African spurred tortoises have a brown to yellow carapace. They have very thick skin that is a golden to yellow-brown color. The spurs on the tortoises, located on their rear legs, are not known to serve a purpose. Male and female tortoises look alike. Males that are mature may develop reverted marginal scales in the front and tend to have longer and thicker tails. Their plastrons are more concave than females as well.
Aggression is commonly seen throughout this species’ lifetime, especially in males. As soon as they hatch they are observed ramming into and flipping over other tortoises. They will burrow when it gets too hot or cold. Burrowing also helps them avoid dehydration since most of their water comes from metabolic water and moisture in food. They are active primarily at dusk and dawn.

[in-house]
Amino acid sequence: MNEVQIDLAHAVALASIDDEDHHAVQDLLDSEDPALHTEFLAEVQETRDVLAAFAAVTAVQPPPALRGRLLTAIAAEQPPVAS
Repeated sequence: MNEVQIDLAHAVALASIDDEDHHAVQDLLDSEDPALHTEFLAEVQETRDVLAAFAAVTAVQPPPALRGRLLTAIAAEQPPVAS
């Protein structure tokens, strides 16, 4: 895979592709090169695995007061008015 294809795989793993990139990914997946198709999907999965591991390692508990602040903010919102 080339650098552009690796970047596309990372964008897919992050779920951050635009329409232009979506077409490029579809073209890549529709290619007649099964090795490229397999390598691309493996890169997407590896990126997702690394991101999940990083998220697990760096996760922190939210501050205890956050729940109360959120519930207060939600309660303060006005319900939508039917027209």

Did You Know?
- The name “sulcata” is a Latin word for “furrow,” which refers to the furrows, or deep lines, on their shells.
- This tortoise can go weeks without food or water, and when it finds a water source it can drink up to 15 percent of its body weight!
- African spurred tortoises find relief from the desert heat by digging burrows up to 10 feet deep.
Potter Park Zoo is home to two male African spurred tortoises, Norbert and Fluffy. Norbert, a male tortoise, was born in 1999. Fluffy was born in 2005.